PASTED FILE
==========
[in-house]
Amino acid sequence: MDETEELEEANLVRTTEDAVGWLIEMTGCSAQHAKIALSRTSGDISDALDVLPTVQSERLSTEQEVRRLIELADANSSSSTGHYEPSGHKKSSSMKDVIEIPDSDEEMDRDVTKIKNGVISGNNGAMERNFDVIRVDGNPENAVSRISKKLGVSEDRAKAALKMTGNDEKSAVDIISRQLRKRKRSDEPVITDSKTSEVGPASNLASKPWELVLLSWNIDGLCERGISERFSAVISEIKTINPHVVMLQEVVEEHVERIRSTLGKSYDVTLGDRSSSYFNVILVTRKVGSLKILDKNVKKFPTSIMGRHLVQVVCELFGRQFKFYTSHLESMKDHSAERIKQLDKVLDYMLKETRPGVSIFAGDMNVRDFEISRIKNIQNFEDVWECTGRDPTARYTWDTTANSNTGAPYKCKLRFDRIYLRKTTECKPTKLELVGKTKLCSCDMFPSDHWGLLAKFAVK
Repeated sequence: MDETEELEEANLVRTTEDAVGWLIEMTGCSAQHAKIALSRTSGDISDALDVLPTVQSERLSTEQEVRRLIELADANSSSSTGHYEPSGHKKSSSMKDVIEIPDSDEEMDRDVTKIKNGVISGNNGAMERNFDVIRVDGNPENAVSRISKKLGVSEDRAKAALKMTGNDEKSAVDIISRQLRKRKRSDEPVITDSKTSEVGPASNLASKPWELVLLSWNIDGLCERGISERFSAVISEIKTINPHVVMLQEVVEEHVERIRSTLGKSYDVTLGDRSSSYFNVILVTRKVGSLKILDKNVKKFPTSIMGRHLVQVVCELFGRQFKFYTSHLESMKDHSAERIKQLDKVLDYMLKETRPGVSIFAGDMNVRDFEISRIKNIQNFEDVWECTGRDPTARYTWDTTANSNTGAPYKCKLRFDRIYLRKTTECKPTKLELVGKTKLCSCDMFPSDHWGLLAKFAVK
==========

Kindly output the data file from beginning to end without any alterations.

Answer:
[in-house]
Amino acid sequence: MDETEELEEANLVRTTEDAVGWLIEMTGCSAQHAKIALSRTSGDISDALDVLPTVQSERLSTEQEVRRLIELADANSSSSTGHYEPSGHKKSSSMKDVIEIPDSDEEMDRDVTKIKNGVISGNNGAMERNFDVIRVDGNPENAVSRISKKLGVSEDRAKAALKMTGNDEKSAVDIISRQLRKRKRSDEPVITDSKTSEVGPASNLASKPWELVLLSWNIDGLCERGISERFSAVISEIKTINPHVVMLQEVVEEHVERIRSTLGKSYDVTLGDRSSSYFNVILVTRKVGSLKILDKNVKKFPTSIMGRHLVQVVCELFGRQFKFYTSHLESMKDHSAERIKQLDKVLDYMLKETRPGVSIFAGDMNVRDFEISRIKNIQNFEDVWECTGRDPTARYTWDTTANSNTGAPYKCKLRFDRIYLRKTTECKPTKLELVGKTKLCSCDMFPSDHWGLLAKFAVK
Repeated sequence: MDETEELEEANLVRTTEDAVGWLIEMTGCSAQHAKIALSRTSGDISDALDVLPTVQSERLSTEQEVRRLIELADANSSSSTGHYEPSGHKKSSSMKDVIEIPDSDEEMDRDVTKIKNGVISGNNGAMERNFDVIRVDGNPENAVSRISKKLGVSEDRAKAALKMTGNDEKSAVDIISRQLRKRKRSDEPVITDSKTSEVGPASNLASKPWELVLLSWNIDGLCERGISERFSAVISEIKTINPHVVMLQEVVEEHVERIRSTLGKSYDVTLGDRSSSYFNVILVTRKVGSLKILDKNVKKFPTSIMGRHLVQVVCELFGRQFKFYTSHLESMKDHSAERIKQLDKVLDYMLKETRPGVSIFAGDMNVRDFEISRIKNIQNFEDVWECTGRDPTARYTWDTTANSNTGAPYKCKLRFDRIYLRKTTECKPTKLELVGKTKLCSCDMFPSDHWGLLAKFAVK